Leases receivable 879 (5) (11) (11) 852
Loans receivable 1 874 (74) (30) (52) 1 718
30 September 2021 2 628 (41) (13) (98) 2 476
Leases receivable 707 (9) (6) (9) 683
Loans receivable 1 921 (32) (7) (89) 1 793

Trade and other receivables

The Group has consistently applied the IFRS 9 simplified approach to measuring ECL for trade receivables which uses a lifetime expected loss model. ECLs are calculated by using a provision matrix and applying a loss ratio to the age analysis of trade receivables and contract assets of each entity in the Group. These have been aggregated into groupings that represent, to a large degree, major risk types and how the Group manages its receivables and contract assets. This also illustrates the spread of credit risk at each reporting date. The loss ratio is calculated according to the ageing/payment profile of sales by applying historic write-offs to the payment profile of the sales population. Similarly, the sales population selected to determine the ageing/payment profile of the sales is representative of the entire population and in line with future payment expectations.

7. Impairment of goodwill and property, plant and equipment

Goodwill

The Group considered and evaluated whether there were any indicators of impairment for its cash generating units (CGU) at 31 March 2022.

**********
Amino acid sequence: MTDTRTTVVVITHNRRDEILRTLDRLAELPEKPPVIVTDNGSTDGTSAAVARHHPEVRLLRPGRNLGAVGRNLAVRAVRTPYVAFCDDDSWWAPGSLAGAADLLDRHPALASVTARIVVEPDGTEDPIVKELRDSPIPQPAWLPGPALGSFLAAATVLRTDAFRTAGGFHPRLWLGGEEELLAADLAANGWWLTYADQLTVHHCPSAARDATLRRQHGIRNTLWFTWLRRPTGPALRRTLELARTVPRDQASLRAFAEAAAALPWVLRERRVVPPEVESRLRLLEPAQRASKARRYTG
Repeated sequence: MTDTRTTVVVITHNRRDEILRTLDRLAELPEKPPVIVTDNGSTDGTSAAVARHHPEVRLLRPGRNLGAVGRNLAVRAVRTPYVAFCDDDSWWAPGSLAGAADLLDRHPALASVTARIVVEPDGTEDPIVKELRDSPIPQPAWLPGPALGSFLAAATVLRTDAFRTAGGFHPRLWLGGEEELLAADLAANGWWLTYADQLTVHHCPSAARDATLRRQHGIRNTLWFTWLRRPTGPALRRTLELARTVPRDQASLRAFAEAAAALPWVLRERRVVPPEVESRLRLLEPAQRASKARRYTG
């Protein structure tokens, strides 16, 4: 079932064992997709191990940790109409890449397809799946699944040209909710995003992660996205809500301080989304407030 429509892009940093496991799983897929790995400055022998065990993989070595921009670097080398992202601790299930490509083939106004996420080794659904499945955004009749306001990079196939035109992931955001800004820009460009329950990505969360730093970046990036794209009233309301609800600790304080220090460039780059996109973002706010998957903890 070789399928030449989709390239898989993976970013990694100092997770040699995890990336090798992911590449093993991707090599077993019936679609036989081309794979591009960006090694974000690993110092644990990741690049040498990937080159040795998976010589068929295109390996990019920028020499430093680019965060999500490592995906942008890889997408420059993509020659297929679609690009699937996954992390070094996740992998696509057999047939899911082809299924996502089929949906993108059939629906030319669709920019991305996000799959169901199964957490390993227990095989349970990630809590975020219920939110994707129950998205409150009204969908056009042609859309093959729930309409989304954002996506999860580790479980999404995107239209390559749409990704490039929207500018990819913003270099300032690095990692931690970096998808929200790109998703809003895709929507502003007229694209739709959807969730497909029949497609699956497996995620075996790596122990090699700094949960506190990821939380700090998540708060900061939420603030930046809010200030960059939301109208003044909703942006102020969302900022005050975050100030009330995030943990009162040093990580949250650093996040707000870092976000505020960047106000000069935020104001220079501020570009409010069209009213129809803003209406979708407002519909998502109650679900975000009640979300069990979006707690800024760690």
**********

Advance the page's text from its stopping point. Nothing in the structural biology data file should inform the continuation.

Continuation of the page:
Both internal and external factors to the Group were considered to determine whether there were indicators of impairment. This included the residual impacts of the COVID-19 pandemic and the Russia-Ukraine war.

Indicators of impairment were noted for the following CGUs: Skywire, Omnigo, Nanoteq and Reutech Communications. The Group performed an impairment assessment using cash flow forecasts over a five-year period. Based on this assessment no impairments were required at 31 March 2022.

Sensitivities

In terms of IAS 36, management conducted sensitivity analyses, the sensitivity analyses included a consequence of a 5% reduction in forecast revenue on the cash flow forecasts without factoring in any management actions required from the decrease in revenue. The results of the sensitivity analyses were that additional impairments would be required for Nanoteq (R18 million), Omnigo (R67 million) and Skywire (R73 million) if revenue forecasts are not met by 5% i.e. a 95% achievement.

Pre-tax discount rates ranging from 15,8% to 19,6% and a terminal value growth rate of 4% were used in these assessments.

A 1% increase in pre-tax discount rates would result in an impairment of goodwill of R6 million for both Nanoteq and Omnigo.

A 1% decrease in terminal value growth rate would result in an impairment of goodwill of R1 million for both Nanoteq and Omnigo.

Six months ended
31 March
Rm 2022
Unaudited

2021
Unaudited
Year ended
30 September
2021
Audited
Carrying amount at the beginning of the period 934 924 924
Disposal of subsidiary (4)